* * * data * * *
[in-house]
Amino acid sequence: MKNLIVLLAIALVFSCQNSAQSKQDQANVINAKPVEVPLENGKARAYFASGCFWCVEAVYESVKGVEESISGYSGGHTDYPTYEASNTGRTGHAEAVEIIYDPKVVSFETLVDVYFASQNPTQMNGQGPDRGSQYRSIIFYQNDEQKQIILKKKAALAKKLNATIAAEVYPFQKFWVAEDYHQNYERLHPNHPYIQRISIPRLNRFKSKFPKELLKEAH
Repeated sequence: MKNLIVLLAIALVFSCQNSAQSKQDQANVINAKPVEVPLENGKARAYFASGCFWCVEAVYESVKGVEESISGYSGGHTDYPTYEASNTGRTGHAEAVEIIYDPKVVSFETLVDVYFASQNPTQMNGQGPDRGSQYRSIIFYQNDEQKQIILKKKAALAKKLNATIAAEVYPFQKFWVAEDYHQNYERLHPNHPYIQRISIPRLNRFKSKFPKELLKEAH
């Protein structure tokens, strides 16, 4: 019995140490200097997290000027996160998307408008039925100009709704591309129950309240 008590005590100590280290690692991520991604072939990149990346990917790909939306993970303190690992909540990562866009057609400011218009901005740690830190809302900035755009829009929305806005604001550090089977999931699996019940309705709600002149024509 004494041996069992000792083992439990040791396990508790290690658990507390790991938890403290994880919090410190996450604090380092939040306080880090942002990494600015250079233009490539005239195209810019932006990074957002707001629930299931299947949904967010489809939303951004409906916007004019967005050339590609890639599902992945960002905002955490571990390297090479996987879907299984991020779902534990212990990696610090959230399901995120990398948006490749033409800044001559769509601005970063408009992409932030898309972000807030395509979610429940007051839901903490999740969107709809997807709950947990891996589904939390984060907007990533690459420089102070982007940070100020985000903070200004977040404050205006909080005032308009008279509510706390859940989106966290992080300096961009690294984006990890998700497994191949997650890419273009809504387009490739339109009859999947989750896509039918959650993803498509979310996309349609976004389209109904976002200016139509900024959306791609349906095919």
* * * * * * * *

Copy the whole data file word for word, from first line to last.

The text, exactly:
[in-house]
Amino acid sequence: MKNLIVLLAIALVFSCQNSAQSKQDQANVINAKPVEVPLENGKARAYFASGCFWCVEAVYESVKGVEESISGYSGGHTDYPTYEASNTGRTGHAEAVEIIYDPKVVSFETLVDVYFASQNPTQMNGQGPDRGSQYRSIIFYQNDEQKQIILKKKAALAKKLNATIAAEVYPFQKFWVAEDYHQNYERLHPNHPYIQRISIPRLNRFKSKFPKELLKEAH
Repeated sequence: MKNLIVLLAIALVFSCQNSAQSKQDQANVINAKPVEVPLENGKARAYFASGCFWCVEAVYESVKGVEESISGYSGGHTDYPTYEASNTGRTGHAEAVEIIYDPKVVSFETLVDVYFASQNPTQMNGQGPDRGSQYRSIIFYQNDEQKQIILKKKAALAKKLNATIAAEVYPFQKFWVAEDYHQNYERLHPNHPYIQRISIPRLNRFKSKFPKELLKEAH
């Protein structure tokens, strides 16, 4: 019995140490200097997290000027996160998307408008039925100009709704591309129950309240 008590005590100590280290690692991520991604072939990149990346990917790909939306993970303190690992909540990562866009057609400011218009901005740690830190809302900035755009829009929305806005604001550090089977999931699996019940309705709600002149024509 004494041996069992000792083992439990040791396990508790290690658990507390790991938890403290994880919090410190996450604090380092939040306080880090942002990494600015250079233009490539005239195209810019932006990074957002707001629930299931299947949904967010489809939303951004409906916007004019967005050339590609890639599902992945960002905002955490571990390297090479996987879907299984991020779902534990212990990696610090959230399901995120990398948006490749033409800044001559769509601005970063408009992409932030898309972000807030395509979610429940007051839901903490999740969107709809997807709950947990891996589904939390984060907007990533690459420089102070982007940070100020985000903070200004977040404050205006909080005032308009008279509510706390859940989106966290992080300096961009690294984006990890998700497994191949997650890419273009809504387009490739339109009859999947989750896509039918959650993803498509979310996309349609976004389209109904976002200016139509900024959306791609349906095919």